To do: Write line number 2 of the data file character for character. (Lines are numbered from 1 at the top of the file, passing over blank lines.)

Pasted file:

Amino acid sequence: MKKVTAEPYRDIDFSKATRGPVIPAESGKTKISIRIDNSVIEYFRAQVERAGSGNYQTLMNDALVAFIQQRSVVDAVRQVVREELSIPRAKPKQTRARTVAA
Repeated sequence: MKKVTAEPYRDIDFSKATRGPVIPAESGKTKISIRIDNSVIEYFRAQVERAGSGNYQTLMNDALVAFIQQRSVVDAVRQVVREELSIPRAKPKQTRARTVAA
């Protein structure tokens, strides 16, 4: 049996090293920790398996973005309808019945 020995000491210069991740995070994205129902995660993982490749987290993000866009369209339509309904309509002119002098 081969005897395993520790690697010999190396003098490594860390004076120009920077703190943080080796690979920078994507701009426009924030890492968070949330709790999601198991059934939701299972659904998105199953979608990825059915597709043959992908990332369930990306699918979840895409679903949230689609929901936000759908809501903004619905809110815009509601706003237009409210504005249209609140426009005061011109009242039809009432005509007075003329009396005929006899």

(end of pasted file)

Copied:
Repeated sequence: MKKVTAEPYRDIDFSKATRGPVIPAESGKTKISIRIDNSVIEYFRAQVERAGSGNYQTLMNDALVAFIQQRSVVDAVRQVVREELSIPRAKPKQTRARTVAA